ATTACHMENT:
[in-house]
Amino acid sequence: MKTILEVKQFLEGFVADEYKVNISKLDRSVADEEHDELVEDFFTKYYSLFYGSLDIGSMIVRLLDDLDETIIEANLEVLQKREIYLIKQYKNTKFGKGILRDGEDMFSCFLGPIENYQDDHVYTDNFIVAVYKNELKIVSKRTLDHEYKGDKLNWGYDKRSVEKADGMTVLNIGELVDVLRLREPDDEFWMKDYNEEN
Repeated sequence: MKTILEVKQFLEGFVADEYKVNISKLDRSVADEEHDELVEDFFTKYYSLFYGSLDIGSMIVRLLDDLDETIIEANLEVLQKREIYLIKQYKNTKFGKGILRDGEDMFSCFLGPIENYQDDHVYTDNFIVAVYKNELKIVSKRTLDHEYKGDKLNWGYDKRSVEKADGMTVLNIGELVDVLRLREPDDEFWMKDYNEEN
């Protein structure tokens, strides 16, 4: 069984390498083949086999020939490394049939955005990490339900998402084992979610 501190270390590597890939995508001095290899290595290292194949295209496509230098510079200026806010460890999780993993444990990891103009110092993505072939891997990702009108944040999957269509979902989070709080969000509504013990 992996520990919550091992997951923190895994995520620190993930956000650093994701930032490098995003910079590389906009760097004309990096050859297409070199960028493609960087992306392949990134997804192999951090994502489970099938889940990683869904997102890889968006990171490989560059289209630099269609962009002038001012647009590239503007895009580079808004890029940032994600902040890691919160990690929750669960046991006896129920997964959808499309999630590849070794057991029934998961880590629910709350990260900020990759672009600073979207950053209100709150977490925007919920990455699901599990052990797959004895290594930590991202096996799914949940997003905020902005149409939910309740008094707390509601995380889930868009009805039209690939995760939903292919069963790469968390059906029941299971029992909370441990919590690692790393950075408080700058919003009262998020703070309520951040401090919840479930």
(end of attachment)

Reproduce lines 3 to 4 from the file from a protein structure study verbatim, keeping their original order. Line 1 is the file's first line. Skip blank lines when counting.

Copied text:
Repeated sequence: MKTILEVKQFLEGFVADEYKVNISKLDRSVADEEHDELVEDFFTKYYSLFYGSLDIGSMIVRLLDDLDETIIEANLEVLQKREIYLIKQYKNTKFGKGILRDGEDMFSCFLGPIENYQDDHVYTDNFIVAVYKNELKIVSKRTLDHEYKGDKLNWGYDKRSVEKADGMTVLNIGELVDVLRLREPDDEFWMKDYNEEN
């Protein structure tokens, strides 16, 4: 069984390498083949086999020939490394049939955005990490339900998402084992979610 501190270390590597890939995508001095290899290595290292194949295209496509230098510079200026806010460890999780993993444990990891103009110092993505072939891997990702009108944040999957269509979902989070709080969000509504013990 992996520990919550091992997951923190895994995520620190993930956000650093994701930032490098995003910079590389906009760097004309990096050859297409070199960028493609960087992306392949990134997804192999951090994502489970099938889940990683869904997102890889968006990171490989560059289209630099269609962009002038001012647009590239503007895009580079808004890029940032994600902040890691919160990690929750669960046991006896129920997964959808499309999630590849070794057991029934998961880590629910709350990260900020990759672009600073979207950053209100709150977490925007919920990455699901599990052990797959004895290594930590991202096996799914949940997003905020902005149409939910309740008094707390509601995380889930868009009805039209690939995760939903292919069963790469968390059906029941299971029992909370441990919590690692790393950075408080700058919003009262998020703070309520951040401090919840479930």